Accra Residents Unaware Of World Malaria Day – Survey

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Malaria
Malaria

A survey conducted by the Ghana News Agency (GNA) in Accra shows that people in Accra are not aware of the 2017 World Malaria Day (WMD) which is being celebrated on the theme: “End Malaria for good; Invest in Malaria Prevention.”

Most of the interviewees said they did not hear about the Day on either radio or television.

Mrs Lydia Amponsah, a trader at Tema station in Accra told the GNA she was not aware of the Day.

She, however, stated that some of the symptoms of malaria were loss of appetite, weakness and body pains.

“I visit the hospital to receive professional treatment from a doctor,” she added.

According to Mr Lawer Ronald Kwablah, a sales representative, he depends on self- medication such as visiting the pharmacy for treatment of malaria.

He said he did not go to the hospital because of the long process in gaining medical attention “especially at the government hospitals”.

Mrs Abena Oduro, tomatoes seller, said though she was not aware that about the WMD, she was informed that symptoms of malaria were yellowish urine, paled face and cold.

Mrs Oduro said she depended on pharmacy medication for treatment but “I take in herbal medicines such as Rooter mixture and Angel herbal mixture when symptoms are very severe”.

Mrs Afia Yeboah, a trader said she relied on herbal medication such as Agbeve tonic when she experienced symptoms like weakness and high temperature to treat malaria.

She however sends her children to the hospital for effective treatment.

Mr Mike Asiedu, an IT Manager was also not aware of the WMD though he listens to the radio all the time.

He said some symptoms of malaria include “funny feelings in the joint”, dizziness and cold.

He noted that as a first aid, he blended bitter leave, sieved it, and then drank it because it was very effective for him.

A civil servant who refused to disclose his name said he saw some people in WMD T-shirts to create awareness before he got to know about the celebration.

He said he visited the hospital for treatment when symptoms of malaria avails itself.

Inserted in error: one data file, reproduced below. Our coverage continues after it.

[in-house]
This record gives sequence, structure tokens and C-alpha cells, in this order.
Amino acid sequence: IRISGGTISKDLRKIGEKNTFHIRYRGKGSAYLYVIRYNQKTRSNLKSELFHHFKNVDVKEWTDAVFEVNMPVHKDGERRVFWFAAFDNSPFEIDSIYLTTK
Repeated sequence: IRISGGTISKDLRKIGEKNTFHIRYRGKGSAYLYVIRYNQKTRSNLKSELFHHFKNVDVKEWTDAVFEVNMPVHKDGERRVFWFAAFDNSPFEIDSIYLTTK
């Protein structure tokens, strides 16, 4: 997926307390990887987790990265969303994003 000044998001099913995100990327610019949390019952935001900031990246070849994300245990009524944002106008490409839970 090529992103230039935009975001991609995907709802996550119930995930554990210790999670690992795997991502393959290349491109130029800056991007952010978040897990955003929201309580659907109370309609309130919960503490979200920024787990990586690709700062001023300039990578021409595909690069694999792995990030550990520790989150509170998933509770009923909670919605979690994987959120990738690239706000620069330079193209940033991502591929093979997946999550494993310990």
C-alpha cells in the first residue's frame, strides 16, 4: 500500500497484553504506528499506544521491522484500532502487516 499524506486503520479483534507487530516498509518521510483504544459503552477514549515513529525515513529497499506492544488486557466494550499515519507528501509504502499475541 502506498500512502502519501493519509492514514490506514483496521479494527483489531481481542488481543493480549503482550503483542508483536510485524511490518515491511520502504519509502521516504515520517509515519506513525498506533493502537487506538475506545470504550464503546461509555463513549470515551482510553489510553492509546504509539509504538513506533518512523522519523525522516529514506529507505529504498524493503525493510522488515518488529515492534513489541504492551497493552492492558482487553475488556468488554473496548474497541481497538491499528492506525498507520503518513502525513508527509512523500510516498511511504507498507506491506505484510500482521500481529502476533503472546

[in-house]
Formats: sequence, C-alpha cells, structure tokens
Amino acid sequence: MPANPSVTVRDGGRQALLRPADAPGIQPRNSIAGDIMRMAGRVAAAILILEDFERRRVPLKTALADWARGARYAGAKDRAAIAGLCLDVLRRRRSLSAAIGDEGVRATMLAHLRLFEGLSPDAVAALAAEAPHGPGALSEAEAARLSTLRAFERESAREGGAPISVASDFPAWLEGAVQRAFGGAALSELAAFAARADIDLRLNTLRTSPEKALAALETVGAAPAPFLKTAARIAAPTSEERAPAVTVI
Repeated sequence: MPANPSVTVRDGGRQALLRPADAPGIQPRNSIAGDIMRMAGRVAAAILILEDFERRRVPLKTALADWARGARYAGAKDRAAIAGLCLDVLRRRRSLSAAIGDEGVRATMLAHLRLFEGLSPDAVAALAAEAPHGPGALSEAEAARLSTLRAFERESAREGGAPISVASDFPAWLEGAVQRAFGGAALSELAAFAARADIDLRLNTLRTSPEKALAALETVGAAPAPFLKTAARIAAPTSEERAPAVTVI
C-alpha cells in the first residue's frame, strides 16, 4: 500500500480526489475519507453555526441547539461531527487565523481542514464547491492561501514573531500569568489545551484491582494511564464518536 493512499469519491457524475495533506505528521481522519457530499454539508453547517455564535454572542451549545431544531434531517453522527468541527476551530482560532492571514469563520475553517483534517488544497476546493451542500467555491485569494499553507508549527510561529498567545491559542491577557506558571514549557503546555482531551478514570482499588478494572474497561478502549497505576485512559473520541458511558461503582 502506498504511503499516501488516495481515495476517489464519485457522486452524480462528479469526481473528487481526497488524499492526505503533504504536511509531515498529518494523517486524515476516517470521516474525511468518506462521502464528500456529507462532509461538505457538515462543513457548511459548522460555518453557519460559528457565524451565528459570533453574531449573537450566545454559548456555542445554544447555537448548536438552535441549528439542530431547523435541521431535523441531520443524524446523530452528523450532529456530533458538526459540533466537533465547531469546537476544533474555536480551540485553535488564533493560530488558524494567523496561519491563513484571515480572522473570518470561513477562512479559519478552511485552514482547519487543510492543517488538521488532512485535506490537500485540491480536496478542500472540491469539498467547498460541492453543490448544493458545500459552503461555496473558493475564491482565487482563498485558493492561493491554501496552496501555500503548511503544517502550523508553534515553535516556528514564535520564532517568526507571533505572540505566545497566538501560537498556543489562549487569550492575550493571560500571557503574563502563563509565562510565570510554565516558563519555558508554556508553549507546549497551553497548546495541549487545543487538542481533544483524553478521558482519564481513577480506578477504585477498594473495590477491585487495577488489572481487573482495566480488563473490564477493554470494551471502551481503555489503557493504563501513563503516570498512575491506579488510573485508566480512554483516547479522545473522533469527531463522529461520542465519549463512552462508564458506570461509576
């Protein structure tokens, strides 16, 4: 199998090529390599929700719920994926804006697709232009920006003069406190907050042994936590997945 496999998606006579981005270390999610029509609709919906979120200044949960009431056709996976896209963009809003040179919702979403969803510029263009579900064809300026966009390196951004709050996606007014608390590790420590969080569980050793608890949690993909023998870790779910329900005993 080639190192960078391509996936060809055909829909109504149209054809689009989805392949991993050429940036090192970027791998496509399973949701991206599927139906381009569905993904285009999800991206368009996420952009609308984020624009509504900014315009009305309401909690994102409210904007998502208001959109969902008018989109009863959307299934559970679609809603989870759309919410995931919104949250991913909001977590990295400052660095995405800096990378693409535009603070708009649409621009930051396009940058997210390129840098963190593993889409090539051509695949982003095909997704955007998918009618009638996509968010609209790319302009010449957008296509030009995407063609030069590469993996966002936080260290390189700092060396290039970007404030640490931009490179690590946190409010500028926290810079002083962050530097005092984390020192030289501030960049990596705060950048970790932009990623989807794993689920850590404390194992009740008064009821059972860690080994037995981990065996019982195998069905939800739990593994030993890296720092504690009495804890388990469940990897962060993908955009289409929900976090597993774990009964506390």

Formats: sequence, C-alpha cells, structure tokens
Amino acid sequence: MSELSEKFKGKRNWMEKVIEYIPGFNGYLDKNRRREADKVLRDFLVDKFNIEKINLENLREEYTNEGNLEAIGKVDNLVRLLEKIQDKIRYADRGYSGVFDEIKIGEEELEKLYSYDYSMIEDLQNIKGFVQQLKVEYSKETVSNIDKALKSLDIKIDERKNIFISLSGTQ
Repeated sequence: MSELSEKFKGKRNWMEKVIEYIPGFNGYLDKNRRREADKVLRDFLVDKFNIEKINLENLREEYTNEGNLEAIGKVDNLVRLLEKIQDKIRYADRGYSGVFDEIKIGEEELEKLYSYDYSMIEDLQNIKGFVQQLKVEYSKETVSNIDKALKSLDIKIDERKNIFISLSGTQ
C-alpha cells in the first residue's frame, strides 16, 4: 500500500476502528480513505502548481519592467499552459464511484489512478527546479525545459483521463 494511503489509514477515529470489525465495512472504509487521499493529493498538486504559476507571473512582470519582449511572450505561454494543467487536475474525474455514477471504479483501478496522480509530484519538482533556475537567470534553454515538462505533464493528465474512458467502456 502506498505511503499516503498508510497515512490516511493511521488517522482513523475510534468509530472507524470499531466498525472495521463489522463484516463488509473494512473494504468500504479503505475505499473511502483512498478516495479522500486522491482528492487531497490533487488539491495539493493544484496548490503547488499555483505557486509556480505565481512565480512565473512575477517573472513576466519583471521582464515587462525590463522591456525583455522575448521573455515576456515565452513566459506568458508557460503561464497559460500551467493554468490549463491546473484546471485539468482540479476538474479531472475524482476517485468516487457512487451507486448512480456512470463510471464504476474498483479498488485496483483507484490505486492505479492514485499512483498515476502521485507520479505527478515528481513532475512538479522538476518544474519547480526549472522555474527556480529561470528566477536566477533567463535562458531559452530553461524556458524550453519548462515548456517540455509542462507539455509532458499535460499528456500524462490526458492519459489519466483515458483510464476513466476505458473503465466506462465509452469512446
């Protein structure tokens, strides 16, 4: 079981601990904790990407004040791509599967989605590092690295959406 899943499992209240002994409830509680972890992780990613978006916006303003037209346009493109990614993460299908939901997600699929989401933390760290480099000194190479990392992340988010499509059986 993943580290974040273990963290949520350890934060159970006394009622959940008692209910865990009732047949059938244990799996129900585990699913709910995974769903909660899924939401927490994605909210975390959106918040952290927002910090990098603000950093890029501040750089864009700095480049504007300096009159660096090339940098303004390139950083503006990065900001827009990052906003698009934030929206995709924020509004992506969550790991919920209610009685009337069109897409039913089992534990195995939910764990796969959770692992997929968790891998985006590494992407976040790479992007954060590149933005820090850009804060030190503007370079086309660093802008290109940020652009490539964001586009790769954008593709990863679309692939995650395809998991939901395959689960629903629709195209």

Malaria is caused by Plasmodium Falciparum through the bite of anopheles mosquito.

According to the WHO, although considerable progress has been made in the fight against malaria, the burden of the disease is still very high, especially in Africa, with the region accounting for 80 per cent of the global malaria cases in 2015.

Considering the economic impact of the disease on Africa, which is estimated to cost $ 12 billion every year, there is the need for further efforts to reduce this preventable disease to the very minimum.

In Ghana, malaria is still endemic in all 10 the regions, however, there is a financial constraints now, and in the foreseeable future, serve as the greatest threat to maintaining malaria prevention.

According to research funding trends by the public sector and donors are discouraging, leaving an annual funding gap of an estimated $ 2.6 billion for malaria prevention from 2011 to 2020.

Ghana is said to have recorded about 10 million cases of malaria in 2015, contributing 38.1 OPD cases.

According to the WHO, although considerable progress has been made in the fight against malaria, the burden of the disease is still very high, especially in Africa, with the region accounting for 80 per cent of the global malaria cases in 2015.

The Organisation says there were 214 million new cases of malaria worldwide in 2015, with 438,000 deaths.

The WHO said from 2000 and 2015, 57 countries achieved reductions in new malaria cases of least 75 per cent.
GNA/www.newsghana.com.gh

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